Are we on course to become cyborgs?

If that sounds like a headline from the National Enquirer, it’s not.

08/10/20

Diane Hall

Saved
facebook-share-icon.png
LinkedIn.png
reddit-share-icon.png
twitter-share-icon.png

Featured in

the Magazine

The industry that creates wearable tech has boomed over the last few years. Fitbits, for example, are no longer a luxury but an essential item for anyone keen to improve their health. 


For parents obliged to stand on the side-lines as their child practises their football skills—typically, early doors on a weekend morning—you can wear ‘smart’ clothes…hats, gloves and or fleeces/gilets with integral heating to keep you toasty.


Smartphones parade as fashion watches. Google Glass (smart glasses) allow you to scroll the internet whilst you walk. Gloves and suits exist that allow gaming enthusiasts to further absorb themselves into their games via virtual reality.


Think of the amputees with robot-like hands and legs – technology can go as far as an entire exoskeleton, almost like Robocop. According to the military, a technologically-enhanced skeleton-like frame that’s worn on the outside of the body would greatly improve someone’s prowess in combat. Apparently, the suit would make them stronger and more able to carry supplies from camp to camp; I presume it would also protect them from certain angles – should bullets hit their metal skeleton, they’d ping off in another direction, which means less chance of being wounded in gunfire.


All of these examples assume the user wears the technology on the outside of their body. For some people, however, they’re willing to go one step further. 


A recent poll carried out by cybersecurity company Kaspersky, which interviewed members of the public across Europe, found that some of them would be willing to endure a ‘body upgrade’ or enhancement. This could be anything from microchips inserted under the skin that holds their financial information and identification details, to supplies of preventative ‘smart drugs’, that could help make an individual immune to cancer.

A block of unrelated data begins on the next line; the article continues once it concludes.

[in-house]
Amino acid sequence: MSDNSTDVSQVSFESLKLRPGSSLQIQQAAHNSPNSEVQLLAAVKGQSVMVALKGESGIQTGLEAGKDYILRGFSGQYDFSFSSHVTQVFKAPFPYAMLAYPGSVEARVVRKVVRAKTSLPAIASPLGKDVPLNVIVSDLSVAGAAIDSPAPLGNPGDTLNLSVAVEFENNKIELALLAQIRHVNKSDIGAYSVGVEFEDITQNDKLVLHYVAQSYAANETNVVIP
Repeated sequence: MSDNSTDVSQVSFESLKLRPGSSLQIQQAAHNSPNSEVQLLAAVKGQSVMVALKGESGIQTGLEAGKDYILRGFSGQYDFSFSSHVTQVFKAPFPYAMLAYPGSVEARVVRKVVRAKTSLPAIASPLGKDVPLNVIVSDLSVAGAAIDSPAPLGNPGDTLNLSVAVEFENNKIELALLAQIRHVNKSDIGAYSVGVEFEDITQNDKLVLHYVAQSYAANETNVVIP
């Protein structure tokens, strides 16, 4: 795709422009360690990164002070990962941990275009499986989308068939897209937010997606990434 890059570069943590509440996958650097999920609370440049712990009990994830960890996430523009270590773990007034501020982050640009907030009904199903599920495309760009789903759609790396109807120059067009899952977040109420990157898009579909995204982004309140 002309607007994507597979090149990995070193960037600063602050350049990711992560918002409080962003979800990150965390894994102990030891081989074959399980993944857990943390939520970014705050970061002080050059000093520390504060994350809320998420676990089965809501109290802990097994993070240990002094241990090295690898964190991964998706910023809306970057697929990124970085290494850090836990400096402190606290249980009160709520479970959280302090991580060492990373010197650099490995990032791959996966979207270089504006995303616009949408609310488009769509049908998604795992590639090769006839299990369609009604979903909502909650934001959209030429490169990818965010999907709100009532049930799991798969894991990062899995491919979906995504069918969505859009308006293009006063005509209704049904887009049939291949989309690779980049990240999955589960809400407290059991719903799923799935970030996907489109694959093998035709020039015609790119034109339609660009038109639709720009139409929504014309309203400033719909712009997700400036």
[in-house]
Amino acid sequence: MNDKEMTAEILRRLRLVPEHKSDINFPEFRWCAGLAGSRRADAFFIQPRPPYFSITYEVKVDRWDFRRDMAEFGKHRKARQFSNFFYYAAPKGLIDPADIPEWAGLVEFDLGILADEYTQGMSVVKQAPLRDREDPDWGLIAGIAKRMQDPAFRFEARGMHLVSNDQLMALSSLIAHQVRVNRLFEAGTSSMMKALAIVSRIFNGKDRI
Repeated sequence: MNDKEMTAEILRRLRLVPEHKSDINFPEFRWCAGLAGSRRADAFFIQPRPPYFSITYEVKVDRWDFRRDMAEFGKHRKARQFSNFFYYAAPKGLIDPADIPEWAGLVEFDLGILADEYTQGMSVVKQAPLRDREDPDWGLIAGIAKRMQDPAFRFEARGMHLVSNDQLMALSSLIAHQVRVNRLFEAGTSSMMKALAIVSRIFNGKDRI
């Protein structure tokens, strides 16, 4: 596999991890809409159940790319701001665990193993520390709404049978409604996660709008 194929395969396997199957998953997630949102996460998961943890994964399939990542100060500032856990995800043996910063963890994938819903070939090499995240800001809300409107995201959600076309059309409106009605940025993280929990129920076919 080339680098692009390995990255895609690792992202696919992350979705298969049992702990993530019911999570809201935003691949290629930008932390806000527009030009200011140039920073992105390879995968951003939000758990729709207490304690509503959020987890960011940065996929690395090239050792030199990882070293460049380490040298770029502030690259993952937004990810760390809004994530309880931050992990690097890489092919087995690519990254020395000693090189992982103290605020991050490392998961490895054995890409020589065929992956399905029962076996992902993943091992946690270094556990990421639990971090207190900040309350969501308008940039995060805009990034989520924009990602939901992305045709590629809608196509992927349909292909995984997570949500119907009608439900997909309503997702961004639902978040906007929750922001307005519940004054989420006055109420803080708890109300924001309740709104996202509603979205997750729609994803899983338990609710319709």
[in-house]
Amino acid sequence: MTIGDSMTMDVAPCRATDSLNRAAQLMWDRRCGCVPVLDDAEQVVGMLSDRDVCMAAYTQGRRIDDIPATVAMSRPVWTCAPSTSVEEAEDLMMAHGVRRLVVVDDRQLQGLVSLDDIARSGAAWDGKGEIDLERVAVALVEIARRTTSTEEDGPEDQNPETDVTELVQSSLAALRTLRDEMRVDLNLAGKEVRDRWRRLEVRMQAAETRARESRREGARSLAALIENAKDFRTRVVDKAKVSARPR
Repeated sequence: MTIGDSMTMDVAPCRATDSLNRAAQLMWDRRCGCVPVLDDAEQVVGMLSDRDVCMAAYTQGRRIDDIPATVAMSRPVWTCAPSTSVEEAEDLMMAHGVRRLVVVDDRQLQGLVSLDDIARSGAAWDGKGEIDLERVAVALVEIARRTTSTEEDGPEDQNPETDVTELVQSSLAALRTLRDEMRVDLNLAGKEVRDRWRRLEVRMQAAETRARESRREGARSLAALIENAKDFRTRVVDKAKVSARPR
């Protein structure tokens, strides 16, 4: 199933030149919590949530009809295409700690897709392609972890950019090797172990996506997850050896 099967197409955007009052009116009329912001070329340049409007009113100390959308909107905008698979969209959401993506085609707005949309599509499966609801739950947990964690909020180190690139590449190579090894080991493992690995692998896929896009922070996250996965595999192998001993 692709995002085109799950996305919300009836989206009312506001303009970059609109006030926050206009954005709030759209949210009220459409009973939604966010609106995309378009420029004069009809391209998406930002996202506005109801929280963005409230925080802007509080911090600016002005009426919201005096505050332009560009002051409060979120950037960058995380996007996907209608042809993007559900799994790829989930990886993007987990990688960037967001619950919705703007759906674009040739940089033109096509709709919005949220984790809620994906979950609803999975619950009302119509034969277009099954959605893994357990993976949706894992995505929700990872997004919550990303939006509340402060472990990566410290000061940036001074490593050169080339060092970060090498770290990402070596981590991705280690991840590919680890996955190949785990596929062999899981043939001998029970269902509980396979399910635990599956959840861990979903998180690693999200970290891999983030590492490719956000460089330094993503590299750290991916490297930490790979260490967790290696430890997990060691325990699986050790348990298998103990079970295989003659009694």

How much tech would we be prepared to insert into/onto our bodies before we become more machine than human? Are cyborgs really only found in science fiction books? 



How many of us would actually consider such a thing?

The survey showed that almost two-thirds of those interviewed (63%) would be prepared to augment – or upgrade, as they prefer to see it - their bodies with technology. Our European cousins are also far keener than us Brits on the subject; only a quarter of British respondents entertained the idea.


According to Marco Preuss, Kaspersky’s European Director of Global Research, fans of technological/physical upgrades are “keen to test the limits as to what’s possible.” But at what point would they consider stopping? Could someone actually stray into cyborg territory?


Bionic eyes are already a ‘thing’, used to treat optical issues and degeneration. As is the 3D printing of certain body parts, e.g. hearts, lungs and kidneys, using stem cell technology and the advancements in printing. Body parts now grown in labs include fully-functioning ears, bladders…and vaginas. 


Perhaps it’s easier to consider an artificial body part if your original one fails. And I can understand smart drugs in a world where cancer is as rife as it is. Inserting chips under my skin just in case I forget my car keys or bank card may be a step too far for me personally, particularly given that you…YOU, not your laptop or phone…could be hacked. 


Would you be up for it? Let us know your take on things - Tweet us at @intheknowemag

Want your article to appear on our site? Contact us here

Header

Novus Marketing Solutions

Website designed and created by

Novus Marketing Solutions 2020

  • Facebook
  • Twitter